THIS I BELIEVE…
I believe that as a woman, you should spend less time criticizing and more time loving your appearance. In this day and age of plastic surgery where we are surrounded by a new third gender whose trips under the knife have turned them into a cross between cats, aliens, and platypuses, we are so quick to change whatever stands out.
When we do this, we forget that we are beautiful not in spite of our flaws, but because of them. We spend so much time, even as children, wishing we looked different, desperately using any means necessary in an attempt to become “more beautiful.” But all this time is wasted, because 9 out of 10 times, we are oblivious to how beautiful we truly are. We take it for granted or as an annoyance when a man makes a comment or whistles. Even when it is the man we love, we dismiss the compliment with a “you’re just saying that.’ But he isn’t. He truly thinks you are beautiful.
For years, I spent my life wishing I had a better smile. My chin was too pointy, my cheeks too fleshy, my teeth not straight. I always thought to myself – if I just had a different smile, I might actually be pretty. I would look in the mirror and try to invent a new smile – one that somehow made me look interesting instead of elfish. Well, as they say, be careful what you wish for, because in January of 2005 I was bit by a dog. And in a single bite, that smile that I had spent years hating, was gone never to be seen again.
The dog shredded my bottom lip and took off almost the entire top lip. Living in Santa Monica, I was blessed to have UCLA as my ER and an emergency room doctor who relentlessly called every plastic surgeon he knew to help me. None of the plastics on the roster wanted to touch me – a 20 something female with a severe facial injury – no chance I’d ever be happy with the result. Finally he called a friend who agreed to come to the hospital in the middle of the night and help me. Because of his vision, instead of being sewn up to stop the bleeding, I had an artist whose vision and strategic placement of scars made it possible for me to have a public face again.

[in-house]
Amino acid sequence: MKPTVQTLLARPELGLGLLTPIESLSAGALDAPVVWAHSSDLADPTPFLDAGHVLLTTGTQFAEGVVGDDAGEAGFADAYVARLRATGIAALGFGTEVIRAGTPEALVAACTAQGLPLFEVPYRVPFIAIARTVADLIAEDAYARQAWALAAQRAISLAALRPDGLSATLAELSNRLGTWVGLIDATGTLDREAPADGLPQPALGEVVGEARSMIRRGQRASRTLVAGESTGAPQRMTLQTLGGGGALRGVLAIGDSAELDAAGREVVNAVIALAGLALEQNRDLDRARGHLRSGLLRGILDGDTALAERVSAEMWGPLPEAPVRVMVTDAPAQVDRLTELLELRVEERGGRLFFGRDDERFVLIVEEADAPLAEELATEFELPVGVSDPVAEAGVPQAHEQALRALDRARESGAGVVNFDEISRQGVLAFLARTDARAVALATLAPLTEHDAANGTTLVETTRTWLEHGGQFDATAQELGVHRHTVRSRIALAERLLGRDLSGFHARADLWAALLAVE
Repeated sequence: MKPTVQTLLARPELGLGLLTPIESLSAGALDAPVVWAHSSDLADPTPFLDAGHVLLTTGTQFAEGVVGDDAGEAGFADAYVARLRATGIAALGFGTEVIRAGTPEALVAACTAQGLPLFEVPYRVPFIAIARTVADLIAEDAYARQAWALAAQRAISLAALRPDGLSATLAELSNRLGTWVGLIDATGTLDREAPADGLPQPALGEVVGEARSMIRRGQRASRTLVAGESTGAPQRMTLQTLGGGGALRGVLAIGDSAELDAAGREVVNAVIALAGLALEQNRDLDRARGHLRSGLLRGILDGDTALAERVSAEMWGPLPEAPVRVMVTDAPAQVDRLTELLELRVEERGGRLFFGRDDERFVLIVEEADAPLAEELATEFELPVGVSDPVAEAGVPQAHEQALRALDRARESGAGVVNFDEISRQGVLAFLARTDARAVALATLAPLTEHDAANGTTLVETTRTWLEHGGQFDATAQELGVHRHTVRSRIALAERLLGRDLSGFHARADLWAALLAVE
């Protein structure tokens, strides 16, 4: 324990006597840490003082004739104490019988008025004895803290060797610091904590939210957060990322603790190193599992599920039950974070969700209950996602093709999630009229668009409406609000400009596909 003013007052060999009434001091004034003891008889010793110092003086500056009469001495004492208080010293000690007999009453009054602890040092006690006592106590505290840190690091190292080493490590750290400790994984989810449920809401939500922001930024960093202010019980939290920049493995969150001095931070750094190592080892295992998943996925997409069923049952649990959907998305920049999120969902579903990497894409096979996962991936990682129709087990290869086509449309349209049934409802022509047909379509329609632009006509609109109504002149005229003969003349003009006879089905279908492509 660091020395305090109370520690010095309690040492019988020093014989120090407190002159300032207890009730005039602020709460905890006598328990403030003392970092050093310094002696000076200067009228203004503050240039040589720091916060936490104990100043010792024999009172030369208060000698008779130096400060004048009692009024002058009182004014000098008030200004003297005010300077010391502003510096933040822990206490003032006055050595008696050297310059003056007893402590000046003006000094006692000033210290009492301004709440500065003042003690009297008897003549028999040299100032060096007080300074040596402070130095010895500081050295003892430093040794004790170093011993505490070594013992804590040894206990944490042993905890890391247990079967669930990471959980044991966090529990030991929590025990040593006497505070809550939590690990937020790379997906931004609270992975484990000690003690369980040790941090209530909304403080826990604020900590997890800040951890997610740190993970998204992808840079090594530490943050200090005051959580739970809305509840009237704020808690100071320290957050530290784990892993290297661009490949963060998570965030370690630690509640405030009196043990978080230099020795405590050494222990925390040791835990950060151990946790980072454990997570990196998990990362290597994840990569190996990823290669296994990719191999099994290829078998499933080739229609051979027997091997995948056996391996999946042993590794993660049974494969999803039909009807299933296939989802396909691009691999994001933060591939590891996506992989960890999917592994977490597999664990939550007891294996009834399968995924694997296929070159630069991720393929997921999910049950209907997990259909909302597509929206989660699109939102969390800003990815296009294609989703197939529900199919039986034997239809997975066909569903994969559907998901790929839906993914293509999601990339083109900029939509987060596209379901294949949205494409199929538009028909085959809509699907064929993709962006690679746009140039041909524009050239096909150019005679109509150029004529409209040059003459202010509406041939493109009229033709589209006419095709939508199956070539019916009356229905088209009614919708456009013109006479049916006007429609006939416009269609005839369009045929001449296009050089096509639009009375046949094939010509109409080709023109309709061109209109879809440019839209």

In a single moment, I went from a pretty but self-conscious girl to a sort of bandaged monster that no one would make eye contact with. But in that same moment, I became more beautiful because I no longer took my appearance, flaws and all, for granted. Of course it was overwhelming and I pitied myself — we all suffer from vanity. But I was most upset that I had wasted so many years hating my smile. Because despite the doctor’s incredible work, I’ll never regain feeling or movement in part of my upper lip. The left half of my mouth literally will never smile again.
So I returned to that mirror to practice new tactics. Now the goal was to figure out how I could make a one-sided smile into something intriguing – Elvis did it, why can’t I?
I don’t want to be a hypocrite, in addition to the reconstruction, I had some cosmetic lasering done to minimize the scars and am currently contemplating getting my lip line tattooed. But unlike optional cosmetic surgeries, I am not trying to improve on what is there, I am trying to regain what I once had. And this time, I believe, I know, that I will appreciate it. Every time my husband kisses me, I am grateful to have the lips I have – it doesn’t take nerves to feel.
So this I believe – love yourself. Turn your flaws into your trademark.
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